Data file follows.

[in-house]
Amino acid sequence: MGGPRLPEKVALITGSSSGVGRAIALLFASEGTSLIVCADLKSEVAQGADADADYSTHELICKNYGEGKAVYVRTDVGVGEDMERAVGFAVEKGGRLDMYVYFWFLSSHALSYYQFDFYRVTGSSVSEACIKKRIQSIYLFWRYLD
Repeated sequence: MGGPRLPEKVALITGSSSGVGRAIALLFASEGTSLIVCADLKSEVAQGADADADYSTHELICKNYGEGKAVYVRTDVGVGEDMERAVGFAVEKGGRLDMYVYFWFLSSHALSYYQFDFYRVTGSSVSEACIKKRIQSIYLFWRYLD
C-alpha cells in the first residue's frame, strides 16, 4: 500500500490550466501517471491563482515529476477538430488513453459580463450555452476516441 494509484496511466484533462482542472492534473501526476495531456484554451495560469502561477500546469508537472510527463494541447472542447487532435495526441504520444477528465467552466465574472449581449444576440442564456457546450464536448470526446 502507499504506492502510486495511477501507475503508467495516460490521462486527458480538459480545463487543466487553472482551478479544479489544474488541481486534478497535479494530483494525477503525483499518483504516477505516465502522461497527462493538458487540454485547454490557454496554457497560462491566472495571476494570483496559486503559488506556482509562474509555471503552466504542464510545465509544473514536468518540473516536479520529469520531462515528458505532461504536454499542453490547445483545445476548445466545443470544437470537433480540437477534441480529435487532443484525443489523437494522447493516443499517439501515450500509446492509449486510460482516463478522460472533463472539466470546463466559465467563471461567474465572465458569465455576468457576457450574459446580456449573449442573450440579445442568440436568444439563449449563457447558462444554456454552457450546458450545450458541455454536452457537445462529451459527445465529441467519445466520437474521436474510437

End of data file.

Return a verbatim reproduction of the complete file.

[in-house]
Amino acid sequence: MGGPRLPEKVALITGSSSGVGRAIALLFASEGTSLIVCADLKSEVAQGADADADYSTHELICKNYGEGKAVYVRTDVGVGEDMERAVGFAVEKGGRLDMYVYFWFLSSHALSYYQFDFYRVTGSSVSEACIKKRIQSIYLFWRYLD
Repeated sequence: MGGPRLPEKVALITGSSSGVGRAIALLFASEGTSLIVCADLKSEVAQGADADADYSTHELICKNYGEGKAVYVRTDVGVGEDMERAVGFAVEKGGRLDMYVYFWFLSSHALSYYQFDFYRVTGSSVSEACIKKRIQSIYLFWRYLD
C-alpha cells in the first residue's frame, strides 16, 4: 500500500490550466501517471491563482515529476477538430488513453459580463450555452476516441 494509484496511466484533462482542472492534473501526476495531456484554451495560469502561477500546469508537472510527463494541447472542447487532435495526441504520444477528465467552466465574472449581449444576440442564456457546450464536448470526446 502507499504506492502510486495511477501507475503508467495516460490521462486527458480538459480545463487543466487553472482551478479544479489544474488541481486534478497535479494530483494525477503525483499518483504516477505516465502522461497527462493538458487540454485547454490557454496554457497560462491566472495571476494570483496559486503559488506556482509562474509555471503552466504542464510545465509544473514536468518540473516536479520529469520531462515528458505532461504536454499542453490547445483545445476548445466545443470544437470537433480540437477534441480529435487532443484525443489523437494522447493516443499517439501515450500509446492509449486510460482516463478522460472533463472539466470546463466559465467563471461567474465572465458569465455576468457576457450574459446580456449573449442573450440579445442568440436568444439563449449563457447558462444554456454552457450546458450545450458541455454536452457537445462529451459527445465529441467519445466520437474521436474510437